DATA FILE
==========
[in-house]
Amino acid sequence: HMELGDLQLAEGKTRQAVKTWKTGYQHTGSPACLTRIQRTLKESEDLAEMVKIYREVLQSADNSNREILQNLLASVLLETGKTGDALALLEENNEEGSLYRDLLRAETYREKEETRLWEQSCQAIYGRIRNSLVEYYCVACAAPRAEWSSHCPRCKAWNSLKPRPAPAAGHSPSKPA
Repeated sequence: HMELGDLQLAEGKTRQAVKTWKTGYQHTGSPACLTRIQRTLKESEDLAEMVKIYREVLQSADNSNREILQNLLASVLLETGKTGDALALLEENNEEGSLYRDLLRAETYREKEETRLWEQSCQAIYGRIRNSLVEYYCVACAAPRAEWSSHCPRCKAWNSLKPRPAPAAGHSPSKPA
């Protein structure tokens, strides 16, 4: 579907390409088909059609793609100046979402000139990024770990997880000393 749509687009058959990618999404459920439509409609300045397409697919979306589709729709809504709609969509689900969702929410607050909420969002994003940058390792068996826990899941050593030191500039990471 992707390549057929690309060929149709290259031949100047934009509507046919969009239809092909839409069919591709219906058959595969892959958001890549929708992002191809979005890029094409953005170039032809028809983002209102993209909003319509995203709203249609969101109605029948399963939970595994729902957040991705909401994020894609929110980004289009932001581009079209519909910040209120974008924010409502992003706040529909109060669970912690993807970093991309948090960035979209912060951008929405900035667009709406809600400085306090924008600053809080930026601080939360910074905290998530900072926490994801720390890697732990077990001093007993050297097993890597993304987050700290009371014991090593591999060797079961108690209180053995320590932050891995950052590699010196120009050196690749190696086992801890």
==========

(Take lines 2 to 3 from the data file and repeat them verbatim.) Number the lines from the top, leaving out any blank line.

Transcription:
Amino acid sequence: HMELGDLQLAEGKTRQAVKTWKTGYQHTGSPACLTRIQRTLKESEDLAEMVKIYREVLQSADNSNREILQNLLASVLLETGKTGDALALLEENNEEGSLYRDLLRAETYREKEETRLWEQSCQAIYGRIRNSLVEYYCVACAAPRAEWSSHCPRCKAWNSLKPRPAPAAGHSPSKPA
Repeated sequence: HMELGDLQLAEGKTRQAVKTWKTGYQHTGSPACLTRIQRTLKESEDLAEMVKIYREVLQSADNSNREILQNLLASVLLETGKTGDALALLEENNEEGSLYRDLLRAETYREKEETRLWEQSCQAIYGRIRNSLVEYYCVACAAPRAEWSSHCPRCKAWNSLKPRPAPAAGHSPSKPA